Week 4 of 4 while I'm away from home…
From the original post:
I've been writing online for over a decade now. And for that whole time I've been promoting the idea of daily study in both Market Structure and Price Action.
It's a simple task that takes no more than five minutes, but which offers incredible value to your own learning and development.
Sometimes this study fits within certain themes, if there is a particular feature of market structure which I want to focus on for a period of time.
Often though, it's completely unstructured. Simply searching for whatever captures my attention.
Either way, every trading day after the session is over, I look to the charts to find something interesting. Having done this for so long the findings are usually just reinforcing prior lessons. But occasionally, they'll uncover something new which can lead to further exploration, further learning and further growth and development.
As I'm away from home for the month of April, celebrating my 50th birthday, and unable to prepare any new articles for the YTC newsletter, I though I'd simply preload the email system and blog with a few articles which share some daily market structure and price action study.
I hope you find it useful. If you do, consider starting your own Market Structure & Price Action Journal.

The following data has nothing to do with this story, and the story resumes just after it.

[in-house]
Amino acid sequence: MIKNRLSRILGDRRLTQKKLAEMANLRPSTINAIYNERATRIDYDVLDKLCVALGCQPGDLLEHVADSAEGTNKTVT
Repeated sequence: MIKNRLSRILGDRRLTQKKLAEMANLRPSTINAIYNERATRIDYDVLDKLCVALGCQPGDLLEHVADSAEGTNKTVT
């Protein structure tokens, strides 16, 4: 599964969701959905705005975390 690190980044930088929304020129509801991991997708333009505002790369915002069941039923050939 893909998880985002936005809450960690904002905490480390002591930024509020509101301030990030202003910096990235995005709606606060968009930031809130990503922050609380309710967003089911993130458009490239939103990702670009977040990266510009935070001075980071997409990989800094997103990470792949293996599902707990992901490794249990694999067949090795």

Tuesday 20th March 2018:
The first step in managing difficult trading conditions is to QUICKLY recognise potential for difficult trading conditions.
Let's look at a higher timeframe (15minute chart).
- A = A very neutral open. There is no suggestion of any emotion or directional sentiment in the market. Note it's position is approximately the middle of the prior day's range (from B to C). Note also the fact that it has barely moved from the prior day's close at D.
- E = A sideways narrow range overnight session. Again, there is no suggestion of any emotion or directional sentiment in the market.
- Review of the scheduled economic news events for the day show nothing of interest.
- F = Subsequent price action throughout the session displayed no clear or persistent directional bias.
- A neutral open can be a sign of a potentially slow day with potentially difficult trading conditions (non-trending chop).
- The default option given a neutral open is to expect difficult conditions UNTIL PROVEN OTHERWISE.
- Prioritise defence over attack. Survive to trade another day. But always remain alert for a change of conditions. Anything can change at any time.
Tuesday 20th March 2018:
Sometimes the simplest ideas are the best.
Here's an example which stood out while flicking through other markets. It's from the EUR/USD spot forex 3 minute chart.
(Do not be afraid to extend your Market Structure & Price Action study to markets and timeframes beyond those which you usually trade.)
- A = Choppy, narrow-range difficult conditions (yellow shaded region)
- B = Lower boundary of the sideways chop environment.
- C = Break from through the boundary level.
- D =
BPB opportunity SHORT.
- Sometimes the simplest ideas are the best.
- When a market is choppy and tough to read, consider standing aside: (a) define the "edges" of the structure, (b) wait patiently for a break from the structure, and (c) only then seek trade opportunity.